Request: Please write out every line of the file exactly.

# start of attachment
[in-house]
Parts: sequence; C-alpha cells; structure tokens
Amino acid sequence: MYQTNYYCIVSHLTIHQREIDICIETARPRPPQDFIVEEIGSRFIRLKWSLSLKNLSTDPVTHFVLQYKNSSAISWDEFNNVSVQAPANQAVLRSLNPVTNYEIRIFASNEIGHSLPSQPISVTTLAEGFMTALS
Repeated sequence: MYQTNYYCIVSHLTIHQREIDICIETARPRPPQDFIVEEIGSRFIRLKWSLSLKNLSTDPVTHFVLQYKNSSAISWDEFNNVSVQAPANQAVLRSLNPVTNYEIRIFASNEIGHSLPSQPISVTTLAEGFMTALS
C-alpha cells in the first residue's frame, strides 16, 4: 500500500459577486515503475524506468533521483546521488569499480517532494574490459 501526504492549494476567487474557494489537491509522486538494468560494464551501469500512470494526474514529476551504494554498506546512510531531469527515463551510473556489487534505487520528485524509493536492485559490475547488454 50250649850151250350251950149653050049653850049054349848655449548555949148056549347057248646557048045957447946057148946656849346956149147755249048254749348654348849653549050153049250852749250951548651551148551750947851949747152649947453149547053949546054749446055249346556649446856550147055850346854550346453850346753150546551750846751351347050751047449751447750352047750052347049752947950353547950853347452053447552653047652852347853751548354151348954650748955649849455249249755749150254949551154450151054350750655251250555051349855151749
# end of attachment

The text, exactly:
[in-house]
Parts: sequence; C-alpha cells; structure tokens
Amino acid sequence: MYQTNYYCIVSHLTIHQREIDICIETARPRPPQDFIVEEIGSRFIRLKWSLSLKNLSTDPVTHFVLQYKNSSAISWDEFNNVSVQAPANQAVLRSLNPVTNYEIRIFASNEIGHSLPSQPISVTTLAEGFMTALS
Repeated sequence: MYQTNYYCIVSHLTIHQREIDICIETARPRPPQDFIVEEIGSRFIRLKWSLSLKNLSTDPVTHFVLQYKNSSAISWDEFNNVSVQAPANQAVLRSLNPVTNYEIRIFASNEIGHSLPSQPISVTTLAEGFMTALS
C-alpha cells in the first residue's frame, strides 16, 4: 500500500459577486515503475524506468533521483546521488569499480517532494574490459 501526504492549494476567487474557494489537491509522486538494468560494464551501469500512470494526474514529476551504494554498506546512510531531469527515463551510473556489487534505487520528485524509493536492485559490475547488454 50250649850151250350251950149653050049653850049054349848655449548555949148056549347057248646557048045957447946057148946656849346956149147755249048254749348654348849653549050153049250852749250951548651551148551750947851949747152649947453149547053949546054749446055249346556649446856550147055850346854550346453850346753150546551750846751351347050751047449751447750352047750052347049752947950353547950853347452053447552653047652852347853751548354151348954650748955649849455249249755749150254949551154450151054350750655251250555051349855151749